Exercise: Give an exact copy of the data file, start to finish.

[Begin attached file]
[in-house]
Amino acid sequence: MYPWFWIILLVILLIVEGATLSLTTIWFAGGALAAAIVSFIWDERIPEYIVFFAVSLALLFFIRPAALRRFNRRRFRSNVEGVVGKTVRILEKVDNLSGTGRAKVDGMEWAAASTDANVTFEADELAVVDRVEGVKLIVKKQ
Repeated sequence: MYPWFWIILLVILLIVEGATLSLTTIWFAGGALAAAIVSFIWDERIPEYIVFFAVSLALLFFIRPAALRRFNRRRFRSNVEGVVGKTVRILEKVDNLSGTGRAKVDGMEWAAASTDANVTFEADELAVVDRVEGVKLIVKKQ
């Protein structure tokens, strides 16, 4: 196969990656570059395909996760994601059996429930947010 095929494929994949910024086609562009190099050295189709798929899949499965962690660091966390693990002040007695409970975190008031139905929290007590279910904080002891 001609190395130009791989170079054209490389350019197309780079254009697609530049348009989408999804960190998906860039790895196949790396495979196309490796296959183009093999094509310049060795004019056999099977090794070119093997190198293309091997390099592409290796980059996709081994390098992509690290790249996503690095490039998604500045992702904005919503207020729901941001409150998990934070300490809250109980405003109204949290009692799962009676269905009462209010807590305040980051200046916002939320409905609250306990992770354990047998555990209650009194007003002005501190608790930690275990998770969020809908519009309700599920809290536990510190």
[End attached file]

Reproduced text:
[in-house]
Amino acid sequence: MYPWFWIILLVILLIVEGATLSLTTIWFAGGALAAAIVSFIWDERIPEYIVFFAVSLALLFFIRPAALRRFNRRRFRSNVEGVVGKTVRILEKVDNLSGTGRAKVDGMEWAAASTDANVTFEADELAVVDRVEGVKLIVKKQ
Repeated sequence: MYPWFWIILLVILLIVEGATLSLTTIWFAGGALAAAIVSFIWDERIPEYIVFFAVSLALLFFIRPAALRRFNRRRFRSNVEGVVGKTVRILEKVDNLSGTGRAKVDGMEWAAASTDANVTFEADELAVVDRVEGVKLIVKKQ
């Protein structure tokens, strides 16, 4: 196969990656570059395909996760994601059996429930947010 095929494929994949910024086609562009190099050295189709798929899949499965962690660091966390693990002040007695409970975190008031139905929290007590279910904080002891 001609190395130009791989170079054209490389350019197309780079254009697609530049348009989408999804960190998906860039790895196949790396495979196309490796296959183009093999094509310049060795004019056999099977090794070119093997190198293309091997390099592409290796980059996709081994390098992509690290790249996503690095490039998604500045992702904005919503207020729901941001409150998990934070300490809250109980405003109204949290009692799962009676269905009462209010807590305040980051200046916002939320409905609250306990992770354990047998555990209650009194007003002005501190608790930690275990998770969020809908519009309700599920809290536990510190």